Sunday, February 24, 2019

Darkstream 20k

To celebrate this subscriber milestone for the Darkstream, I've uploaded this one-hour 43-minute excerpt from the Jordanetics audiobook, which includes Milo's Foreword, my own Introduction, and chapters one and five. If you haven't read or listened to the book yet, this extended audio sample provides a solid foundation for the book's case against Jordan Peterson and his evil philosophy.

It includes one of my favorite sections of the book, which addresses the oft-heard claim that Jordan Peterson's thinking is simply too advanced for less-refined intellects to understand. The claim is particularly amusing for me in light of how few recognize, or even notice, my occasional literary pyrotechnic.

Objection 1: Jordan Peterson is a complex thinker with a Platonic approach that is easily misunderstood by those who don’t carefully follow him. You just don’t understand him.

I answer that, It is true that Peterson is inclined to excessive wordiness and run-on sentences, his references are often obscure, and the examples he provides are frequently too loosely connected and meandering for the average person to easily follow. But the nebulous word salad Peterson customarily presents in lieu of logical arguments is not at all typical of a genius-level intellect, to the contrary, it is much more commonly observed among academic poseurs who wish to be mistaken for one.

If you have actually read the great thinkers of whom Peterson is almost entirely ignorant, one thing that will often strike you is the intense clarity of their thought processes. Their genius stems from the way in which they enlighten the reader, from the way they turn dark chaos into orderly light. They do not confuse, to the contrary, they clarify.

As an exercise, compare the following four sentences, all of which are more complex than the norm these days. I ran each of them through the Gunning-Fog Index, a weighted average of the number of words per sentence, and the number of long words per word. The index provides a number that is supposed to indicate that the text can be understood by someone who left full-time education at a later age than the number; the higher the number, the more complicated the text. But it’s really just an objective measure of textual complexity.
  • We must be able to employ persuasion, just as strict reasoning can be employed, on opposite sides of a question, not in order that we may in practice employ it in both ways (for we must not make people believe what is wrong), but in order that we may see clearly what the facts are, and that, if another man argues unfairly, we on our part may be able to confute him. (GFI 31.6)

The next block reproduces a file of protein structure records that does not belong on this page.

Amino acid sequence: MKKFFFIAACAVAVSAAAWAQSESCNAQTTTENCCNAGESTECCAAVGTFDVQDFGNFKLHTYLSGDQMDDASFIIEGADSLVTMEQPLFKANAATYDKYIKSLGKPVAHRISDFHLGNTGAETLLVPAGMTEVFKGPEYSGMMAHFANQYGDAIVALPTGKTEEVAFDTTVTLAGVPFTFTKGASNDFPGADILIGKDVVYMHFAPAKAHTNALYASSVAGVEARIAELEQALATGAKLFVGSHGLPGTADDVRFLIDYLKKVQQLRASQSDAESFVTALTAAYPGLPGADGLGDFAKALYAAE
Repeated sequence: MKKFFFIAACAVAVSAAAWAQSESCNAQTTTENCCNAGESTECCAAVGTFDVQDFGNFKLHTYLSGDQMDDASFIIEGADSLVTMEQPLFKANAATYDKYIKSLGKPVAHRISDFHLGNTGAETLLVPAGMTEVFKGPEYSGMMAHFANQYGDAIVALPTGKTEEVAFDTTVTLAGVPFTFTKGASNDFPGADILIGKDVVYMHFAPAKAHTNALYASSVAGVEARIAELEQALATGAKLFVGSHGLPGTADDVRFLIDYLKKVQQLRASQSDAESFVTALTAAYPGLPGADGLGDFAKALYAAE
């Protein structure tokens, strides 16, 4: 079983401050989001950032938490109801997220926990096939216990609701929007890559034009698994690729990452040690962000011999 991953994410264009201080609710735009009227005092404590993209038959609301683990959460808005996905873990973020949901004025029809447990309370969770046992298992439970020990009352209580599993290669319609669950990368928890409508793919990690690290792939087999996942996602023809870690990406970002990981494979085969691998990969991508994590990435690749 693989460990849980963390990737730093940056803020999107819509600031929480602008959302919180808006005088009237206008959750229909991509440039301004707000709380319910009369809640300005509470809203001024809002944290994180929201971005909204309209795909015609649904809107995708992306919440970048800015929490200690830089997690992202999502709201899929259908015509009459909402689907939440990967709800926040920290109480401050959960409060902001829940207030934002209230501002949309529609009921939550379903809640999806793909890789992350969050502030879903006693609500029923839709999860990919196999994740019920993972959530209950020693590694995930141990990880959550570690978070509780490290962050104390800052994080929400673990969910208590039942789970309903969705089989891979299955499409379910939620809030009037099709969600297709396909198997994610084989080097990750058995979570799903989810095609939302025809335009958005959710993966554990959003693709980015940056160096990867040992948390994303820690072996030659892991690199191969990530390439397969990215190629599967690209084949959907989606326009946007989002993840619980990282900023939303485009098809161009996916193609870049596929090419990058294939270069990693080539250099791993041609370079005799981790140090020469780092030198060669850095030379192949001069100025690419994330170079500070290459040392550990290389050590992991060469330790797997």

• In like manner the poet with his words and phrases may be said to lay on the colours of the several arts, himself understanding their nature only enough to imitate them; and other people, who are as ignorant as he is, and judge only from his words, imagine that if he speaks of cobbling, or of military tactics, or of anything else, in metre and harmony and rhythm, he speaks very well –such is the sweet influence which melody and rhythm by nature have. (GFI 21.9)
  • The great dramatists and religious thinkers of the world have been able to grasp this fact, at least implicitly, and to transmit it in story and image; modern analytic thinkers and existential theorists have attempted to abstract these ideas upward into “higher consciousness,” and to present them in logical and purely semantic form. (GFI 18.2)
  • We have considered that students in this doctrine have not seldom been hampered by what they have found written by other authors, partly on account of the multiplication of useless questions, articles, and arguments, partly also because those things that are needful for them to know are not taught according to the order of the subject matter, but according as the plan of the book might require, or the occasion of the argument offer, partly, too, because frequent repetition brought weariness and confusion to the minds of readers. (GFI 40.2)
Were you able to distinguish the Peterson quote from the Aquinas, the Aristotle, and the Plato quotes? If you noticed, the Peterson sentence, which is the third sentence, is considerably shorter and less structurally complex than the other three examples, but it is also observably less clear than them. Whereas the Aristotle sentence in particular is rich with meaning, as it implies a vital distinction between rhetoric and dialectic that many today have trouble grasping even when it is explained to them in no little detail, but nevertheless clarifies the relevant point for the reader, the Peterson sentence unnecessarily complicates what is a fairly simple and straightforward observation about the mythopoetic human response to the concepts of good and evil.

And yes, the GFI on that last sentence was a respectable 36.3. But it wasn’t actually that hard to follow or understand, was it? Complexity is neither ambiguity nor nebulosity, and insight does not require complexity. Also, in case you’re interested, the authors of the four sentences, in order, were: Aristotle, Plato/Socrates, Peterson, Aquinas.

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Blogger Jemison Thorsby February 24, 2019 1:04 PM  

Congrats on the subscriber milestone. May the reach of the Dark Lord continue to increase!

Blogger Justin Bailey February 24, 2019 1:06 PM  

Been watching the dark stream since the first episode on periscope. Very cool to see it grow as much as it has.

Blogger sammibandit February 24, 2019 1:07 PM  

Brilliant. This new series of extended audio excerpts reminds me of talk radio on the AM band. So much better to take in wholesome media. Yesterday I did chores while listening to TIA.

Btw, I got my copy of There Will be War Vols 1 and 2. I like the binding a lot because if I crack the spine it lays as flat as as hardcover of its size can. Very happy with that design. Nice paper too.

Blogger Dr Caveman February 24, 2019 1:09 PM  

IGG class action folks, check your email

Blogger InformationMerchant February 24, 2019 1:28 PM